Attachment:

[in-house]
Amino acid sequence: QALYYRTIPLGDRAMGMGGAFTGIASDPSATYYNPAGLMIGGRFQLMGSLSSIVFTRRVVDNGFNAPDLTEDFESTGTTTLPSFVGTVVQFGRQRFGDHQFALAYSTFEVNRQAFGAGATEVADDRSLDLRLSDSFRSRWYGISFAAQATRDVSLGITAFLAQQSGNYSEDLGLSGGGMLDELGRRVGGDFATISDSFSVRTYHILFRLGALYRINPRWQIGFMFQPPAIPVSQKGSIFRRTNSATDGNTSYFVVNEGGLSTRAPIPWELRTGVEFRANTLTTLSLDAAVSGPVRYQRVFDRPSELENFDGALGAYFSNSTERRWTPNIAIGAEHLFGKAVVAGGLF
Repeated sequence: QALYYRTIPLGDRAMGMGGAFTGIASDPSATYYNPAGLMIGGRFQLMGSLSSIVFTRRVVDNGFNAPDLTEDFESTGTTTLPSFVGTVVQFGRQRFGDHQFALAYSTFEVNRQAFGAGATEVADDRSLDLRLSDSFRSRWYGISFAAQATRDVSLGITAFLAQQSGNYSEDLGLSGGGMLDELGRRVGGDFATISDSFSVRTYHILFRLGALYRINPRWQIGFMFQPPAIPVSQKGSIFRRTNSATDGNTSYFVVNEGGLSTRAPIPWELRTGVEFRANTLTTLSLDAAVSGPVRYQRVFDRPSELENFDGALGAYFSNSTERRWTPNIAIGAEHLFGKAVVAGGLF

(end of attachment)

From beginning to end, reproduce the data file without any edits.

[in-house]
Amino acid sequence: QALYYRTIPLGDRAMGMGGAFTGIASDPSATYYNPAGLMIGGRFQLMGSLSSIVFTRRVVDNGFNAPDLTEDFESTGTTTLPSFVGTVVQFGRQRFGDHQFALAYSTFEVNRQAFGAGATEVADDRSLDLRLSDSFRSRWYGISFAAQATRDVSLGITAFLAQQSGNYSEDLGLSGGGMLDELGRRVGGDFATISDSFSVRTYHILFRLGALYRINPRWQIGFMFQPPAIPVSQKGSIFRRTNSATDGNTSYFVVNEGGLSTRAPIPWELRTGVEFRANTLTTLSLDAAVSGPVRYQRVFDRPSELENFDGALGAYFSNSTERRWTPNIAIGAEHLFGKAVVAGGLF
Repeated sequence: QALYYRTIPLGDRAMGMGGAFTGIASDPSATYYNPAGLMIGGRFQLMGSLSSIVFTRRVVDNGFNAPDLTEDFESTGTTTLPSFVGTVVQFGRQRFGDHQFALAYSTFEVNRQAFGAGATEVADDRSLDLRLSDSFRSRWYGISFAAQATRDVSLGITAFLAQQSGNYSEDLGLSGGGMLDELGRRVGGDFATISDSFSVRTYHILFRLGALYRINPRWQIGFMFQPPAIPVSQKGSIFRRTNSATDGNTSYFVVNEGGLSTRAPIPWELRTGVEFRANTLTTLSLDAAVSGPVRYQRVFDRPSELENFDGALGAYFSNSTERRWTPNIAIGAEHLFGKAVVAGGLF